Sunrooms and enclosed porches both add fantastic ambiance and utility to any house. They both offer a relatively inexpensive way to enjoy the feeling of being “outside” into the winter months. In fact, they’re extremely alike!
But what are the differences between sunrooms and enclosed porches? If you were to build a new addition to your house today, which one should you pick? How will each impact the resale value of your home?
These are all great questions to ask and we’ll impact each one below. Strap in, and let’s see who wins in the sunroom vs. screened porch ultimate showdown!
Differences Between Sunrooms and Screened Porches
Simply put, sunrooms have four heavy-framed walls, and the interior is generally protected from the elements. Meanwhile, screened porches generally have a rough frame and expose the interior to the outside air (while also keeping insects and other pests at bay). You can think of a sunroom as just another room in your house, with many windows.
In other words, sunrooms let you experience the outdoors while inside. Screened porches allow you to have some benefits from your house while outdoors.
Let’s explore each difference to get a full picture.
As I mentioned above, screened porches generally have a rough frame and aren’t as sturdy as comparable sunrooms. To illustrate this, watch a video on YouTube about screening your own porch.
It’s something you can do in an afternoon! Don’t believe me? Here’s an upstart YouTube channel “Your New House” with the details.
Meanwhile, constructing your own sunroom isn’t entirely rocket science either. However, it’s comparatively more difficult than screening your porch.
Unsurprisingly, building a sunroom is much more expensive than building a screened porch. Whereas screened porch construction ranges from $5 to $7 per square foot, sunrooms often exceed $120 per square foot (source).
The frugal and budget conscious will naturally find a screened porch to be the more appealing option, especially considering how much practical value you get from the cost.
Sometimes the increased cost of an improvement is worth it if you can recoup the money when selling the house. So how do sunrooms hold up? Do they actually increase the resale value of your home?
While sunrooms do add to the square footage and resale value of your home, they are unlikely to completely recoup the construction costs. In fact, a sunroom will often only increase the price of your house by 40-75% of the amount spent!
However, you’ll find a much keener return on investment when constructing a screened porch. While the total overall amount will be less, you can expect your home’s resale to increase by 84% of the construction costs (on average). While you still don’t break even, it’s more palatable on the backend.
One other difference between sunrooms and screened porches lies in their intended purposes.
So, what are sunrooms used for?
Sunrooms can be used for many things, including growing plants, napping, and providing a sunny area for your home’s pets. The large amount of light (and by extension, warmth) they offer make sunrooms a fantastic place for many kinds of activities.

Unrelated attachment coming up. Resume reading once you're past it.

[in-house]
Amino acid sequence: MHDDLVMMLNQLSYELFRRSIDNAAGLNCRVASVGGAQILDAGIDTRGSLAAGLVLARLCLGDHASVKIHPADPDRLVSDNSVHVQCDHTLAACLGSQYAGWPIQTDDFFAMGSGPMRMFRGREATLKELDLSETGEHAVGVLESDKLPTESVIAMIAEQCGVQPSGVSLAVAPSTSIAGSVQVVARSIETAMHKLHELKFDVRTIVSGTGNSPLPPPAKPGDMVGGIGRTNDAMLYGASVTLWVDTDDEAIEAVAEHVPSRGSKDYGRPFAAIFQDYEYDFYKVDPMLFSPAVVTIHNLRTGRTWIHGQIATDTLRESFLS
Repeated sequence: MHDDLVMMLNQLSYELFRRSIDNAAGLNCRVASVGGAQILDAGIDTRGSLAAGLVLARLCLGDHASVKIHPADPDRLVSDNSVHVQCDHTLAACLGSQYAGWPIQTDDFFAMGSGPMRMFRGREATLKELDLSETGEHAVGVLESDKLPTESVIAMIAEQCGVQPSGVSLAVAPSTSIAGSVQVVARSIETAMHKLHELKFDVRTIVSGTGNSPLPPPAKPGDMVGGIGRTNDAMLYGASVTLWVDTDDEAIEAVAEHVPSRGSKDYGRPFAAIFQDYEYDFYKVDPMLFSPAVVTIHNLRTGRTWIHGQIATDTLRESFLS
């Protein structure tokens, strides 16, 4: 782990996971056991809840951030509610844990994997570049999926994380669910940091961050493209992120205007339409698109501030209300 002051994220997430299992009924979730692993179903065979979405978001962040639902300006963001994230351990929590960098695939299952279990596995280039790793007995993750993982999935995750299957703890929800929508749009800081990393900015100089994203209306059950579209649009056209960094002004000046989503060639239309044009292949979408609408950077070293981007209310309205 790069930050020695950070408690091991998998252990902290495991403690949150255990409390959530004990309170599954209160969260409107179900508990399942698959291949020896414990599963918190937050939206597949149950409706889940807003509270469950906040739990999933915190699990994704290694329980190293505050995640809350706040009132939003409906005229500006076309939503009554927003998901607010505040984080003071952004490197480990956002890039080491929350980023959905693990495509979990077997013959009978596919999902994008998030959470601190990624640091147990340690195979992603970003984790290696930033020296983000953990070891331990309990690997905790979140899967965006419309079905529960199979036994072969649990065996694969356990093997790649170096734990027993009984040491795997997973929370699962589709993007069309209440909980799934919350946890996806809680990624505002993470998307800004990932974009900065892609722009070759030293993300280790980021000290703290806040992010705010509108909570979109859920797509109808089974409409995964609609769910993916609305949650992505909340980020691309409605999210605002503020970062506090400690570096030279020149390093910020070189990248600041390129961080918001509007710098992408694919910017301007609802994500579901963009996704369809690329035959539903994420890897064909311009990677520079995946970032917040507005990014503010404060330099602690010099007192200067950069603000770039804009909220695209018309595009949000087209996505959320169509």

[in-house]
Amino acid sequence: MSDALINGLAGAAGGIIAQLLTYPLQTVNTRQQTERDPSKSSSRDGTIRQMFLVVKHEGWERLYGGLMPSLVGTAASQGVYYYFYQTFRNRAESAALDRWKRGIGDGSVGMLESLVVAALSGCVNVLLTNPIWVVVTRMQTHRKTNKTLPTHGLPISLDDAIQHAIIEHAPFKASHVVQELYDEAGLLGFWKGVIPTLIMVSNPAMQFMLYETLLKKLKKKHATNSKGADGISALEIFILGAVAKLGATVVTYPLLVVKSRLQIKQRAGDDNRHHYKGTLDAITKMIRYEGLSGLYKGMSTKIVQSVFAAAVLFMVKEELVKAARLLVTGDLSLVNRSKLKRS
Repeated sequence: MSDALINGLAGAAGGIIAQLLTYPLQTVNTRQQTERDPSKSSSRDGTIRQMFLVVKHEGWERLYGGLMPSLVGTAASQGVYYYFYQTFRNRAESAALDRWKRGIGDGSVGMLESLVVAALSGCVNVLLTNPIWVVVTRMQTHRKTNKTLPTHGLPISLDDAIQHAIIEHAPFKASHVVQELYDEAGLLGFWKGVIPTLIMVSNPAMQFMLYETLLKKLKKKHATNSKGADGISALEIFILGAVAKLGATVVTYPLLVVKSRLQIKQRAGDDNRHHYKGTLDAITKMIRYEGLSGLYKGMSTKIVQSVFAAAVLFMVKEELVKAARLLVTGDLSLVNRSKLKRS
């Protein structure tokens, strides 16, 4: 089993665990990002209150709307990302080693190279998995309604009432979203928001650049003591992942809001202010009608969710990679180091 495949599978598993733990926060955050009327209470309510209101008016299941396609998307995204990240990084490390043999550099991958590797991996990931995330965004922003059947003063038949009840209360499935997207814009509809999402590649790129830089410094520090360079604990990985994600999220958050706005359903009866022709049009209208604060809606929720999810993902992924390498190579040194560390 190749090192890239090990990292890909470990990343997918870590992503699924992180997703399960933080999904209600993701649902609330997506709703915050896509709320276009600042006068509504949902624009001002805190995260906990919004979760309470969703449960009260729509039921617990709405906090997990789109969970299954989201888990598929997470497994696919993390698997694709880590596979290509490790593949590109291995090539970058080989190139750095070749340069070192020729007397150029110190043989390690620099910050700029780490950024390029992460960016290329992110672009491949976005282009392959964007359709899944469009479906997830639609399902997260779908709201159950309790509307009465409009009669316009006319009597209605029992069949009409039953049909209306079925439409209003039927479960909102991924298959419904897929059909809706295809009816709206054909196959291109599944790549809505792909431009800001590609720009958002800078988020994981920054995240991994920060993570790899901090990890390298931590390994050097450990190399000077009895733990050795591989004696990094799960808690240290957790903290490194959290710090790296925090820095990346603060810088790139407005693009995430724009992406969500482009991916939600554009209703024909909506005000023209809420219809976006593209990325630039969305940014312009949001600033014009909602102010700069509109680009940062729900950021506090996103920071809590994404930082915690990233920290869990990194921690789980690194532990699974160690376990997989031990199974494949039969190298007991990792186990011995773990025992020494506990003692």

Historically (pre-A/C), they were even used as a sleeping porch to mitigate the hard heat of summer while also protecting folks from mosquitoes.
Now, screened porches serve a different purpose. Not completely different, but different enough to cover.
Since screened porches are essentially outside, they’re more suited for outdoor activities. You can use them to temporarily house your pets, to give your children a little more room to play, and to extend the outdoor season into the cooler months (especially if you get a patio heater).
Often you’ll need to get a permit and a formal inspection to classify a new addition as a “sunroom”. While this varies from location to location, you’ll be adding additional square footage to your home. This always comes with additional red tape!
The same kind of regulations usually don’t apply for screened porches. Since screened porches don’t actually add any any square footage to your home, municipalities are often more lenient.
Another difference between sunrooms and screened porches lies in how warm and cold they stay during extreme weather.
Unsurprisingly, sunrooms generally have more stable temperatures than screened porches. This is owed mainly to being attached to the main home and having access to all of the climate controls therein.
With that being said, sunrooms can actually be way hotter than their screened porch cousins. With inadequate ventilation and the fiery sun beaming through the glass windows, some sunrooms turn into ovens.
When faced with this type of problem, I always recommend to folks to buy a set of really good blackout curtains and a supplemental air conditioner. It’s a small price to pay to keep your area usable!
With screened porches, the thermal situation more resembles whatever is going on outdoors. While they do retain more heat in the winter and allow some nice airflow in the summer, it’s not as drastic as with sunrooms.
That being said, screened porches definitely add a lot of comfort to your outdoor space.
Whichever you decide to go with, you’ll be thankful for the added utility year-round. That’s right — there’s not really a clear winner between the two options.
Sunrooms and screened porches both offer their own pros and cons, and the “best” option is largely situational. However, I’ve laid out all of the material differences between them and I hope you can now make the best decision possible for your given situation.
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